Suzy O

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A tree that will eventually grow to be 50' tall and 50' wide should never be planted on a small residential lot.
Such a tree will not only effect the owner of the property the tree is on, but the property of at least eight other neighbors.
To you perhaps the other problems I mentioned are small things that will only last a short while, but that's not so.
Barking dogs may live for 20 years or more then might be replaced with other untrained dogs by uncaring neighbors.
Loud, unruly kids could be around for a decade or so to be replaced by God only knows how many more generations of grandkids.
A neighbor that is not keeping his property up now, may never do so.
That lone complaining neighbor may be angry about the tree being chopped down, but I just wonder how many others that have been effected by the tree's shadow for countless years are happy the tree will soon be burning in someone's fireplace.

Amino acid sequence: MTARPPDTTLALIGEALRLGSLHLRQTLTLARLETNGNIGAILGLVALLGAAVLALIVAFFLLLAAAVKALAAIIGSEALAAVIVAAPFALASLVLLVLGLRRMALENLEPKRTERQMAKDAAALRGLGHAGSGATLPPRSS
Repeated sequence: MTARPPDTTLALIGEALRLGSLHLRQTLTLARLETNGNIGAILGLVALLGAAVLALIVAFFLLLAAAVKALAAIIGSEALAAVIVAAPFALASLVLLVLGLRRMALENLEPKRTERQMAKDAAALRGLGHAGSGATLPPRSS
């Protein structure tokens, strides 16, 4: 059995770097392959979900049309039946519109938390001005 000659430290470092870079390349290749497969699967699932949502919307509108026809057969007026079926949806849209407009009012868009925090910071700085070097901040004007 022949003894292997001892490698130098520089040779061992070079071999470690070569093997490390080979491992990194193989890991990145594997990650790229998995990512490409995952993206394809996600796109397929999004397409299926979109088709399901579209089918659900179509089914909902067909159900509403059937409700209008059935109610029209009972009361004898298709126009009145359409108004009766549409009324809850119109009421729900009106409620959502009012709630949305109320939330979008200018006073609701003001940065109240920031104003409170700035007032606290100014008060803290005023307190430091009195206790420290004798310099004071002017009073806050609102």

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Your town has an ordinance that requires a homeowner to get a permit to cut down a tree on his own property? Yikes!
Sure glad I live in the "Live Free or Die" state. We just tax the trees that you cut down. No income or sales taxes but we have lots of little ones.
John
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John Bachman wrote:

So freedom is the right to adversely affect the lives of others just because you happen to be standing on property you own?
With freedom comes responsibility, or else we don't have freedom. We would have anarchy. Laws, such as those that prevent the willy-nilly chopping down of mature trees, attempt to balance the freedoms of everyone affected, not just the freedoms of the owner of the lot where the trunk happens to come down.
Simply imposing a tax, as you say your state does, means that only people who can afford freedom are allowed freedom. And that's not freedom at all. Whether or not a tree should be allowed to be cut down should depend on an examination of the particular situation, and not just an examination of someone's wallet.